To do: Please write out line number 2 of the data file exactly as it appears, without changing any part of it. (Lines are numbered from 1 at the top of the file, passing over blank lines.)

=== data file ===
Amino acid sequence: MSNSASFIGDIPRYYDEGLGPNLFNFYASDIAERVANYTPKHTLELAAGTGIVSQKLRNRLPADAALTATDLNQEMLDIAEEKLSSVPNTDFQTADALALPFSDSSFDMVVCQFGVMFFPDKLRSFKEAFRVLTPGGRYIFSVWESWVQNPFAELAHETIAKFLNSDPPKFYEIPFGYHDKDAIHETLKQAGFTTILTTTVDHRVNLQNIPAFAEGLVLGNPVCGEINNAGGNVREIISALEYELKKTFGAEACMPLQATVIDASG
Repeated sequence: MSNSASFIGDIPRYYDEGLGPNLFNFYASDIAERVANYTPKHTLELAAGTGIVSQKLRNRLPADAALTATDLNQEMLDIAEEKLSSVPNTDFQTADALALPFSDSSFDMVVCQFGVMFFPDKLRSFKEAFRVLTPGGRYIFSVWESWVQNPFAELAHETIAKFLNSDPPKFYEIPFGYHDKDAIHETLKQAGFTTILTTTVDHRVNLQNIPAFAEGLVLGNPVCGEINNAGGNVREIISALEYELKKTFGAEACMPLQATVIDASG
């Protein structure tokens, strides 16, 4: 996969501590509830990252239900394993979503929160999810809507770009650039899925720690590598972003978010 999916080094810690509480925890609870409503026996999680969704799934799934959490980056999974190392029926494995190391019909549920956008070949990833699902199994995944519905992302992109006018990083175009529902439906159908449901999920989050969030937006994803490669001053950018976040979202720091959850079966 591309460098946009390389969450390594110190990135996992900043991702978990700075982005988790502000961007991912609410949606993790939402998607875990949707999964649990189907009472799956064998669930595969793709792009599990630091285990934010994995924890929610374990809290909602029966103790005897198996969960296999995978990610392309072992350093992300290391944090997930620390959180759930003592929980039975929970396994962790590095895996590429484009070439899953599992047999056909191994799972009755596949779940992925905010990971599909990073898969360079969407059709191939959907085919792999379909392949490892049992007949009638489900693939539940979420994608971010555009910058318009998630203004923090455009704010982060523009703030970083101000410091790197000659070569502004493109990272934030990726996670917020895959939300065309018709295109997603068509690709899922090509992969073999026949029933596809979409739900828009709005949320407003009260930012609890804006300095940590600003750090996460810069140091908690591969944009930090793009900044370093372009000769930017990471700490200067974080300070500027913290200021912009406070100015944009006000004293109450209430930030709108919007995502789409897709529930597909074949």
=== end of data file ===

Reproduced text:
Repeated sequence: MSNSASFIGDIPRYYDEGLGPNLFNFYASDIAERVANYTPKHTLELAAGTGIVSQKLRNRLPADAALTATDLNQEMLDIAEEKLSSVPNTDFQTADALALPFSDSSFDMVVCQFGVMFFPDKLRSFKEAFRVLTPGGRYIFSVWESWVQNPFAELAHETIAKFLNSDPPKFYEIPFGYHDKDAIHETLKQAGFTTILTTTVDHRVNLQNIPAFAEGLVLGNPVCGEINNAGGNVREIISALEYELKKTFGAEACMPLQATVIDASG